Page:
One method used to study gene function is through the manipulation of gene expression by transfecting cells with DNA constructs designed to overexpress or knock out particular proteins. Unfortunately, transfection of cells and tissues remains a rate-limiting step for molecular studies in many fields, especially neurobiology. Conventional transfection techniques are of limited effectiveness, particularly in intact tissue. This protocol describes an alternative method for transfecting cells, called biolistics. Biolistics is a physical method of transfection in which target tissue is bombarded with DNA-coated gold particles using a "gene gun," produced by Bio-Rad Laboratories. Cells penetrated by gold particles have a high likelihood of becoming transfected. Because biolistic transfection relies only on the physical penetration of a cell's membrane, it is possible to use biolistics to transfect cells that are resistant to transfection by other methods, such as neurons in primary culture and organotypic slice cultures. This protocol provides information on optimizing the biolistic parameters for transfecting neurons in both of these preparations. Once optimized, biolistic transfection is a reliable and efficient method for studying gene function in many cell types, especially postmitotic neurons.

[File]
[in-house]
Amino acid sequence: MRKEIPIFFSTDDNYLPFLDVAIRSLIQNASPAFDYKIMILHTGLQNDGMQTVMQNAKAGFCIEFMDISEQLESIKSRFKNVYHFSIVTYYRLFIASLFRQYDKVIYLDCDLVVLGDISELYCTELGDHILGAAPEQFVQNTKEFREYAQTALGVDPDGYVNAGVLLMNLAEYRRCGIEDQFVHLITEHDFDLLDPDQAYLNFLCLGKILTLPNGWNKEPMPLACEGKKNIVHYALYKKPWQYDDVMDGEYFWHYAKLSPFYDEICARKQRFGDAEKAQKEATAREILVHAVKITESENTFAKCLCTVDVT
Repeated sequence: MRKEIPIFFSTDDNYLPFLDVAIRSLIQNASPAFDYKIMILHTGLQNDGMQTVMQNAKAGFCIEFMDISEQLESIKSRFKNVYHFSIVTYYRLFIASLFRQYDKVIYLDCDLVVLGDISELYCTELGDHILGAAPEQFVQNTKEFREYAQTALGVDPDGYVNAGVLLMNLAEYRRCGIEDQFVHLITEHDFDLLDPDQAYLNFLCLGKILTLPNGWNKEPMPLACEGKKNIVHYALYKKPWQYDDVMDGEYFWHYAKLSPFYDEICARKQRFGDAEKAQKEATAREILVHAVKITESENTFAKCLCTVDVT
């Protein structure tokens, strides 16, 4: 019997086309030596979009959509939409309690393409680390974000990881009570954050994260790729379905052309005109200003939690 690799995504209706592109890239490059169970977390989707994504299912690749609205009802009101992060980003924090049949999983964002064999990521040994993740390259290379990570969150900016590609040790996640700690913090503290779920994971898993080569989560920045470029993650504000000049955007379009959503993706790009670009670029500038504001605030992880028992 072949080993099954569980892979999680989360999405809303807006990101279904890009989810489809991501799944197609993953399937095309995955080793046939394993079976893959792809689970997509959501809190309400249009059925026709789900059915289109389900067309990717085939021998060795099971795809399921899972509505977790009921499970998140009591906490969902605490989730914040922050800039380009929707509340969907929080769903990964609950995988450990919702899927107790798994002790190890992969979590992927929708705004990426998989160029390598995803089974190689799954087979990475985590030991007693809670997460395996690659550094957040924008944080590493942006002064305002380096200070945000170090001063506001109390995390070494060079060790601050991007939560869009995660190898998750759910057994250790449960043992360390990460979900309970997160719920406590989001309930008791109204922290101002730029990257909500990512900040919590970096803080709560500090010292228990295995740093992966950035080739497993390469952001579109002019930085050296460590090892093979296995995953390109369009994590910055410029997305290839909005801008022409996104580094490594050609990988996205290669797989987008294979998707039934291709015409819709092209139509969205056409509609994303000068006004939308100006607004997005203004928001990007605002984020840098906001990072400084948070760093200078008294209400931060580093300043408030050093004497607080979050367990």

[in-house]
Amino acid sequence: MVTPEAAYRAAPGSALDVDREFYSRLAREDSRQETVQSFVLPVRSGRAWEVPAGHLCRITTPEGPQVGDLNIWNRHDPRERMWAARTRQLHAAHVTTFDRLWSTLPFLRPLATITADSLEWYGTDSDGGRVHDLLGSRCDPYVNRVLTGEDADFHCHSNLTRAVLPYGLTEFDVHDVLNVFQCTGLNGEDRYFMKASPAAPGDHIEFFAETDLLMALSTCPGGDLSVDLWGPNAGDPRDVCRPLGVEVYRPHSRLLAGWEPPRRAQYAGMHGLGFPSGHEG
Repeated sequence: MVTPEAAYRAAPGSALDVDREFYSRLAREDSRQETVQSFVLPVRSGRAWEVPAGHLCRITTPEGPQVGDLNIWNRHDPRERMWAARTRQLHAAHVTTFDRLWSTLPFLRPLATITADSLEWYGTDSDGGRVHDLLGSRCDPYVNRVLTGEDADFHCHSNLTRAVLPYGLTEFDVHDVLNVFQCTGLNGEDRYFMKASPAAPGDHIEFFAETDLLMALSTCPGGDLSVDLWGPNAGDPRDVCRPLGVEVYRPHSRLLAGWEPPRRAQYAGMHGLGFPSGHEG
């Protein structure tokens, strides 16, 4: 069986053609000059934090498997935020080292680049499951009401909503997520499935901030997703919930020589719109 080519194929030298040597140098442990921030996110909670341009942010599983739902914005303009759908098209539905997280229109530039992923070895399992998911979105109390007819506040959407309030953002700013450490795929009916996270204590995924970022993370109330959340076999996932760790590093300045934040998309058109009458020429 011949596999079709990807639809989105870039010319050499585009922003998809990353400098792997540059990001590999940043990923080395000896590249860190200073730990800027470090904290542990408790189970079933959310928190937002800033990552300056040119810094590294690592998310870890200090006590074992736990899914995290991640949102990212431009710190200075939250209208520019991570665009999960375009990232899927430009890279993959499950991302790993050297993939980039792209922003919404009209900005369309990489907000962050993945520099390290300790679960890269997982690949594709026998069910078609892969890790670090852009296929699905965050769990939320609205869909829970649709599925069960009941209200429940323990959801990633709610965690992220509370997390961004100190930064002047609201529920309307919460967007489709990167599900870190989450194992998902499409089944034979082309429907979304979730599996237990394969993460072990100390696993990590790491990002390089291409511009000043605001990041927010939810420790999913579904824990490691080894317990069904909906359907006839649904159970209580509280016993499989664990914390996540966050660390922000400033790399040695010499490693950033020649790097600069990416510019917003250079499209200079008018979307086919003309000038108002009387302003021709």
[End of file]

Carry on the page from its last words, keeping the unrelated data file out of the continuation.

|Original language||English (US)|
|Journal||Science"s STKE [electronic resource] : signal transduction knowledge environment|
|State||Published - Sep 26 2000|
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